The US shale oil boom has removed protecting Gulf oil from Washington’s list of top priorities.
The United States flew strategic bombers over the Gulf on Wednesday for the second time this month, in what Washington says is a show of force meant to deter Iran from attacking American or allied targets in the Middle East.
One senior US military officer said the flight by two Air Force B-52 bombers was in response to signals that Iran may be planning attacks against US allied targets in neighbouring Iraq or elsewhere in the region in the coming days, even as President-elect Joe Biden prepares to take office.
The officer was not authorised to publicly discuss internal assessments based on sensitive intelligence and spoke The Associated Press on condition of anonymity.
The B-52 bomber mission, flown round trip from an Air Force base in North Dakota, reflects growing concern in Washington, in the final weeks of President Donald Trump’s administration, that Iran will order further military retaliation for the US killing last January 3 of top Iranian military commander General Qassem Soleimani.
Iran’s initial response, five days after the deadly US drone strike, was a ballistic missile attack on a military base in Iraq that caused brain concussion injuries to about 100 American troops.
Adding to the tension was a rocket attack last week on the US Embassy compound in Baghdad by Iranian-supported Shia armed groups. No one was killed, but Trump tweeted afterwards that Iran was on notice.
“Some friendly health advice to Iran: If one American is killed, I will hold Iran responsible. Think it over,” Trump wrote on December 23.
In announcing Wednesday’s bomber flight, the head of US Central Command said it was a defensive move.
“The United States continues to deploy combat-ready capabilities into the US Central Command area of responsibility to deter any potential adversary, and make clear that we are ready and able to respond to any aggression directed at Americans or our interests,” said General Frank McKenzie, the commander of Central Command. “We do not seek conflict, but no one should underestimate our ability to defend our forces or to act decisively in response to any attack.”
He did not mention Iran by name.
In advance of the announcement, the senior US military officer who spoke on condition of anonymity said that US intelligence has detected recent signs of “fairly substantive threats” from Iran, and that included planning for possible rocket attacks against US interests in Iraq in connection with the one-year anniversary of the Soleimani killing.
The US is in the process of reducing its troop presence in Iraq from 3,000 to about 2,500. Trump ordered that the reduction be achieved by January 15; officials say it is likely to be reached as early as next week.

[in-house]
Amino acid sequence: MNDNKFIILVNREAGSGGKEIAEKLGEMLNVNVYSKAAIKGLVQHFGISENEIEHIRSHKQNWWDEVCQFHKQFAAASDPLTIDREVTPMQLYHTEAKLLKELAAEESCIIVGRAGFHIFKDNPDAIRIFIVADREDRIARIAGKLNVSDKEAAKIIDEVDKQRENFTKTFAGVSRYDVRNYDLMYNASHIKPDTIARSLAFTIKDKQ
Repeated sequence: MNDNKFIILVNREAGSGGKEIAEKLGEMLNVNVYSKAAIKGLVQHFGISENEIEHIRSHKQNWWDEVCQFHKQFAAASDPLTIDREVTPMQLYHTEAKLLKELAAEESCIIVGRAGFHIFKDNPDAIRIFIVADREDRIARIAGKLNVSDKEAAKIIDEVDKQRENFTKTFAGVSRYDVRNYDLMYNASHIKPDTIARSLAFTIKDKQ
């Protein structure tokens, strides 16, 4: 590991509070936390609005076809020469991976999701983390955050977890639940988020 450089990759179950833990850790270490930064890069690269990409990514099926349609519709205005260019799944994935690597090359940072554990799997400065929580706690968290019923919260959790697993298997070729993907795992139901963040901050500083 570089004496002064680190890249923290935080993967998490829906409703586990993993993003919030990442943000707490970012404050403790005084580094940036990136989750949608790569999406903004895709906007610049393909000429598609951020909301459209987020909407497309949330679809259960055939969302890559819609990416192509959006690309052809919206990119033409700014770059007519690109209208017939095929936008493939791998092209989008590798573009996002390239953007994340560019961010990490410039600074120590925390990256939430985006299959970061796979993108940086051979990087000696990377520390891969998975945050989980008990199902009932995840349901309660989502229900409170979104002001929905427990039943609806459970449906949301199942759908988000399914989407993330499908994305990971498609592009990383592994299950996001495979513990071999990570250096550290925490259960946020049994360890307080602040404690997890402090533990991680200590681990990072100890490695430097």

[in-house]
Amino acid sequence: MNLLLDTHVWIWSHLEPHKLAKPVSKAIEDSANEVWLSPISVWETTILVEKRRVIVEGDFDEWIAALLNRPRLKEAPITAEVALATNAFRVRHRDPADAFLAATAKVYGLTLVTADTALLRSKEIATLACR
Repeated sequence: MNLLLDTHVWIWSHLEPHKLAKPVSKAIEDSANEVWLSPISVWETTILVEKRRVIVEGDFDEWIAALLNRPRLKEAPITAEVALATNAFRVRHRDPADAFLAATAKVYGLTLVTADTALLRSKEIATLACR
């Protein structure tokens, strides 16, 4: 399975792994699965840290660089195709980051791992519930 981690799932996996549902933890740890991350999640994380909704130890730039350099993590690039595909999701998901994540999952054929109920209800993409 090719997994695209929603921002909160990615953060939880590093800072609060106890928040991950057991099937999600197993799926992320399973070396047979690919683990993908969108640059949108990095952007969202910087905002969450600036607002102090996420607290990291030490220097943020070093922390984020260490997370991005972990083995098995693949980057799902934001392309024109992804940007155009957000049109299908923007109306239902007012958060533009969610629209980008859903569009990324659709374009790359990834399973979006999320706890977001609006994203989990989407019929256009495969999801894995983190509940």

The United States also has picked up signs that Iran may be considering or planning “more complex” and broader attacks against American targets or interests in the Middle East, the senior US military officer said, adding that it represented the most concerning signs since the days immediately following the Soleimani killing.
The officer cited indications that advanced weaponry has been flowing from Iran into Iraq recently and that Shia militia leaders in Iraq may have met with officers of Iran’s Quds force, previously commanded by Soleimani.
The US officer said Iran might have its eye on economic targets, noting the September 2019 missile and drone attack on Saudi oil processing facilities. Iran denied involvement but was blamed by the Washington for that attack.
In recent weeks the US military has taken a range of steps designed to deter Iran, while publicly emphasising that it is not planning, and has not been instructed, to take unprovoked action against Iran.
Last week, a US Navy guided-missile submarine made an unusual transit of the Strait of Hormuz, the strategic waterway between Iran and the Arabian Peninsula.
Earlier in December, a pair of B-52 bombers from Barksdale Air Force Base in Louisiana flew what the military calls a “presence” mission over the Gulf – a demonstration of US force and a signal of US commitment to the region, but not an attack mission. That flight was repeated this week, with two B-52s flying nonstop from Minot Air Force Base in North Dakota and heading home Wednesday after cruising over the western side of the Gulf.
Tensions with Iran escalated with the killing in November of Mohsen Fakhrizadeh, an Iranian scientist named by the West as the leader of the Islamic Republic’s disbanded military nuclear programme. Iran has blamed Israel for the killing, but US officials are concerned that any Iranian retaliation could hit American interests.